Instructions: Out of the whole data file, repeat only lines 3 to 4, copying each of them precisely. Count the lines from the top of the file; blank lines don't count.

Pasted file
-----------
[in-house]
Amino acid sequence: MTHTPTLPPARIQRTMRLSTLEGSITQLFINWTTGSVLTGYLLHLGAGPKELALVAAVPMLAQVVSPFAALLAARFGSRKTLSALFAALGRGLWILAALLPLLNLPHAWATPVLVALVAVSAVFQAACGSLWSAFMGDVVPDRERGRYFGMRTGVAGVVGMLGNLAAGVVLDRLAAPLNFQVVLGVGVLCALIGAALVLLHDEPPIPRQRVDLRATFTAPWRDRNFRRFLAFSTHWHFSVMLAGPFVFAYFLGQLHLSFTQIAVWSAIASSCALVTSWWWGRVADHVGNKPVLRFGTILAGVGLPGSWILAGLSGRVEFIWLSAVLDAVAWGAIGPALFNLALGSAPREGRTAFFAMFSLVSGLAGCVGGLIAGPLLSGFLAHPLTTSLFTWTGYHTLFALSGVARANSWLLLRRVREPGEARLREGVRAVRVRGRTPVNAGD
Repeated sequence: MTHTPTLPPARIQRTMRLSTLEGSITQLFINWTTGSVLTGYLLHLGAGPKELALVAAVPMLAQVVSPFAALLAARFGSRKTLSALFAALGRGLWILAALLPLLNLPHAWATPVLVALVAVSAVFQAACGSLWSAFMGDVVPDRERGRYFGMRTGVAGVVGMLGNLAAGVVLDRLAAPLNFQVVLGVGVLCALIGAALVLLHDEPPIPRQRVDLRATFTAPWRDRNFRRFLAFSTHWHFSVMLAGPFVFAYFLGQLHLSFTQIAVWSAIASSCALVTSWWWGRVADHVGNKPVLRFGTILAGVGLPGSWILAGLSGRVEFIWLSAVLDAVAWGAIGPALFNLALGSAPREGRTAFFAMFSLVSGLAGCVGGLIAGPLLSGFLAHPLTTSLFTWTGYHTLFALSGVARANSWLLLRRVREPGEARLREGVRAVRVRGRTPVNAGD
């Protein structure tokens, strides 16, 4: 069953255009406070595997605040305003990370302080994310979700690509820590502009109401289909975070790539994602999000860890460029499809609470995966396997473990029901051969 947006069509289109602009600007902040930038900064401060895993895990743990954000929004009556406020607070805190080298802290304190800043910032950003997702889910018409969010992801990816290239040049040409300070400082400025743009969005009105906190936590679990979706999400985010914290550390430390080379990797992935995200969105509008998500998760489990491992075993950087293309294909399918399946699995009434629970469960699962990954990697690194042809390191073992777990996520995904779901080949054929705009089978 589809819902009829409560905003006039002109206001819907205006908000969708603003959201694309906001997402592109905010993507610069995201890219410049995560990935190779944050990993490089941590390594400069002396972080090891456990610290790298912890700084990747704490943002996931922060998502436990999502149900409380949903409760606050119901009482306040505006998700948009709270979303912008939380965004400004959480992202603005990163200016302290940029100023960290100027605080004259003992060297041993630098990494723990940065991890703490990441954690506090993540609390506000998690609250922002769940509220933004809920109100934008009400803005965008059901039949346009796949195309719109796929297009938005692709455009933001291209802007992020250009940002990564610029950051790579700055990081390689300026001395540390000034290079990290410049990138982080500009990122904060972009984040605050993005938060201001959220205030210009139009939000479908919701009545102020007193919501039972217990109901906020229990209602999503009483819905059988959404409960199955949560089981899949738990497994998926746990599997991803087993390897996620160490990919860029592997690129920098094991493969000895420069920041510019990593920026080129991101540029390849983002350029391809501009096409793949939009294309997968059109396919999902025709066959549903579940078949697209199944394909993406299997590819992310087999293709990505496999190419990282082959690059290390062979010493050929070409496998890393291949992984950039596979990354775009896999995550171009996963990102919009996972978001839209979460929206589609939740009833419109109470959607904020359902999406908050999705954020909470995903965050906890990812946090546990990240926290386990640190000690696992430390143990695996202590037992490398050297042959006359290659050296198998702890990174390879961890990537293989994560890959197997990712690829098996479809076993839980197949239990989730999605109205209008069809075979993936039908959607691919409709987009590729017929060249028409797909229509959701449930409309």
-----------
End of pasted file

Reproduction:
Repeated sequence: MTHTPTLPPARIQRTMRLSTLEGSITQLFINWTTGSVLTGYLLHLGAGPKELALVAAVPMLAQVVSPFAALLAARFGSRKTLSALFAALGRGLWILAALLPLLNLPHAWATPVLVALVAVSAVFQAACGSLWSAFMGDVVPDRERGRYFGMRTGVAGVVGMLGNLAAGVVLDRLAAPLNFQVVLGVGVLCALIGAALVLLHDEPPIPRQRVDLRATFTAPWRDRNFRRFLAFSTHWHFSVMLAGPFVFAYFLGQLHLSFTQIAVWSAIASSCALVTSWWWGRVADHVGNKPVLRFGTILAGVGLPGSWILAGLSGRVEFIWLSAVLDAVAWGAIGPALFNLALGSAPREGRTAFFAMFSLVSGLAGCVGGLIAGPLLSGFLAHPLTTSLFTWTGYHTLFALSGVARANSWLLLRRVREPGEARLREGVRAVRVRGRTPVNAGD
């Protein structure tokens, strides 16, 4: 069953255009406070595997605040305003990370302080994310979700690509820590502009109401289909975070790539994602999000860890460029499809609470995966396997473990029901051969 947006069509289109602009600007902040930038900064401060895993895990743990954000929004009556406020607070805190080298802290304190800043910032950003997702889910018409969010992801990816290239040049040409300070400082400025743009969005009105906190936590679990979706999400985010914290550390430390080379990797992935995200969105509008998500998760489990491992075993950087293309294909399918399946699995009434629970469960699962990954990697690194042809390191073992777990996520995904779901080949054929705009089978 589809819902009829409560905003006039002109206001819907205006908000969708603003959201694309906001997402592109905010993507610069995201890219410049995560990935190779944050990993490089941590390594400069002396972080090891456990610290790298912890700084990747704490943002996931922060998502436990999502149900409380949903409760606050119901009482306040505006998700948009709270979303912008939380965004400004959480992202603005990163200016302290940029100023960290100027605080004259003992060297041993630098990494723990940065991890703490990441954690506090993540609390506000998690609250922002769940509220933004809920109100934008009400803005965008059901039949346009796949195309719109796929297009938005692709455009933001291209802007992020250009940002990564610029950051790579700055990081390689300026001395540390000034290079990290410049990138982080500009990122904060972009984040605050993005938060201001959220205030210009139009939000479908919701009545102020007193919501039972217990109901906020229990209602999503009483819905059988959404409960199955949560089981899949738990497994998926746990599997991803087993390897996620160490990919860029592997690129920098094991493969000895420069920041510019990593920026080129991101540029390849983002350029391809501009096409793949939009294309997968059109396919999902025709066959549903579940078949697209199944394909993406299997590819992310087999293709990505496999190419990282082959690059290390062979010493050929070409496998890393291949992984950039596979990354775009896999995550171009996963990102919009996972978001839209979460929206589609939740009833419109109470959607904020359902999406908050999705954020909470995903965050906890990812946090546990990240926290386990640190000690696992430390143990695996202590037992490398050297042959006359290659050296198998702890990174390879961890990537293989994560890959197997990712690829098996479809076993839980197949239990989730999605109205209008069809075979993936039908959607691919409709987009590729017929060249028409797909229509959701449930409309």